I rise to speak about the very important issue of penalty rate cuts. We have heard a lot about how they will have devastating impacts on the household budgets of some of the lowest income earners in this country. But I would like to talk about how they are, in fact, compensation—fair compensation for working unsociable hours. People who work on weekends and evenings miss valuable time with their families. They miss time with their children. They miss spending time with their friends, just having fun and getting a work-life balance. Those on the other side say there is no such thing as a 24/7 society, but nearly 90 per cent of the workforce still work Monday to Friday. People who work on weekends serving us while we're having fun deserve compensation, and that compensation should be universal.
The other side say that emergency workers don't deserve penalty rate cuts. Who is to say that a nurse's time with her family and her children is any more important than a retail worker's time with her family and her children? That is an absolute nonsense. It does not make sense. We know that this is the thin edge of the wedge. We know that hairdressers are now in line for penalty rate cuts. We know that some providers in the health sector have tried to cut penalty rates for nurses on the back of these cuts. We know that it is only time before this spreads like a scourge, a disease, right across industries.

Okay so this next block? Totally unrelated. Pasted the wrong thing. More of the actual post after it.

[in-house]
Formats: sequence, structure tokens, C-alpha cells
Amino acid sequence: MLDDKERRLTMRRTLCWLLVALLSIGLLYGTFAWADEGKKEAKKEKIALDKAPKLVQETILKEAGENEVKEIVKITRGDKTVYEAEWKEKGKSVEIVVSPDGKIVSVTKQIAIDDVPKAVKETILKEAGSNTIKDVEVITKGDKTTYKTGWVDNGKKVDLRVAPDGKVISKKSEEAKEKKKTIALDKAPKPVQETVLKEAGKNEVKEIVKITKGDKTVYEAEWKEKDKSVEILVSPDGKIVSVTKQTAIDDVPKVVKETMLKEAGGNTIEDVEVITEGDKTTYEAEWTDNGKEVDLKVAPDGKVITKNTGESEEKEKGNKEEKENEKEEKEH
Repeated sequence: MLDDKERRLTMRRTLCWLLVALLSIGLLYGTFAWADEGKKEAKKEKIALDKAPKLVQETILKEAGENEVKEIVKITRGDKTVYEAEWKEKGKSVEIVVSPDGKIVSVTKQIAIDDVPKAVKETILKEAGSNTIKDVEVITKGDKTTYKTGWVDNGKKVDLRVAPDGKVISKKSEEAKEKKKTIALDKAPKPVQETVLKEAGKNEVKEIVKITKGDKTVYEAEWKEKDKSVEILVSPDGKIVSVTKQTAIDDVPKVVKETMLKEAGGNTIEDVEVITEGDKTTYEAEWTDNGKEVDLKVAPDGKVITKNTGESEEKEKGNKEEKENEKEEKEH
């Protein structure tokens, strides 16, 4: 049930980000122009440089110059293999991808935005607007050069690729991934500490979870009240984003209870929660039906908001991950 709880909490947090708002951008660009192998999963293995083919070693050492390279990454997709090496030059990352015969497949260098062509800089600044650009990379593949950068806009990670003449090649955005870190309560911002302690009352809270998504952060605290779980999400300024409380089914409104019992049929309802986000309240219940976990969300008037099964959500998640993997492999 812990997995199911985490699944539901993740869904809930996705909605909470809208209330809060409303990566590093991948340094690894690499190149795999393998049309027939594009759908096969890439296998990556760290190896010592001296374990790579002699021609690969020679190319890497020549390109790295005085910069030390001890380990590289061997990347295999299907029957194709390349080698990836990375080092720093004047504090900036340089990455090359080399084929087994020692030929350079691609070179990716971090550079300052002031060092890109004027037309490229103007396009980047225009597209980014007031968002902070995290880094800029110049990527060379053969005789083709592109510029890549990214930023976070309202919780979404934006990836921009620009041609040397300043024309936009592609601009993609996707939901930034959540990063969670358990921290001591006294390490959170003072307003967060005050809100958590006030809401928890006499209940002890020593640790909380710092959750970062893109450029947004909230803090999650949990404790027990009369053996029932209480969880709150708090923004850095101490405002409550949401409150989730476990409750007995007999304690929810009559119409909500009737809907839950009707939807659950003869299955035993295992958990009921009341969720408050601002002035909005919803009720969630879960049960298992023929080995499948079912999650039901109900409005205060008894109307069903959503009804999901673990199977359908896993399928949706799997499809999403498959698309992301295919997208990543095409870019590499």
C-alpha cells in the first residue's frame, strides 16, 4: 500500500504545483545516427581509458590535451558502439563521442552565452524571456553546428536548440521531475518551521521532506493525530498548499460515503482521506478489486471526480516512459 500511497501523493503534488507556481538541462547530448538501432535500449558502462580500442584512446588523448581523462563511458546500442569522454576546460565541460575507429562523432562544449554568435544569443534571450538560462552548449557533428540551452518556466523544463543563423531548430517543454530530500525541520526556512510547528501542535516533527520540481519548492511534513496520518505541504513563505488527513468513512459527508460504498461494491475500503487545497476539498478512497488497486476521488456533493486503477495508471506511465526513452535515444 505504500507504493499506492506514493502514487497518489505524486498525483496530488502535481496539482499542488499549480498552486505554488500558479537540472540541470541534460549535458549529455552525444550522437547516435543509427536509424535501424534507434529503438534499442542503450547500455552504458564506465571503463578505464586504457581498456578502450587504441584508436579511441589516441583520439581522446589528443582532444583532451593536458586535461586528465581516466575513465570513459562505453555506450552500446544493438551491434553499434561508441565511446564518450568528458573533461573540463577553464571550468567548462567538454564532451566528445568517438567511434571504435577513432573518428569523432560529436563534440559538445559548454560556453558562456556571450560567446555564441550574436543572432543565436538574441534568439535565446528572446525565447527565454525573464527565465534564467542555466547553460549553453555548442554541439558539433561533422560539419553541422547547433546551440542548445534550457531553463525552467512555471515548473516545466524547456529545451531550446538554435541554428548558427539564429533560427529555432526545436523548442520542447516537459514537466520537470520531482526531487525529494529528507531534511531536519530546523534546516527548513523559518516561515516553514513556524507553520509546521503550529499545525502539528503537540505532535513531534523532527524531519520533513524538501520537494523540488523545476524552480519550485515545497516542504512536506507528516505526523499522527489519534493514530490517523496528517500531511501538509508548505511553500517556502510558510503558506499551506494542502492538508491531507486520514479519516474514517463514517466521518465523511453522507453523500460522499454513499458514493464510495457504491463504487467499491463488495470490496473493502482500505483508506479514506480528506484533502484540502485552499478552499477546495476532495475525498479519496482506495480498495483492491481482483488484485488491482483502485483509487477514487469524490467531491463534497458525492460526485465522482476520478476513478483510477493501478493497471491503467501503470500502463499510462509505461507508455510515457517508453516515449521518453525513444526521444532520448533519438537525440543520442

To say penalty rates destroy jobs is nonsense. We know that, in retail and hospitality, jobs actually grew, as did profits in that sector, under the old penalty rates regime. Even the Fair Work Commission has said it will have little or no impact on jobs. The government needs to back Labor on protecting penalty rates and it needs to back workers.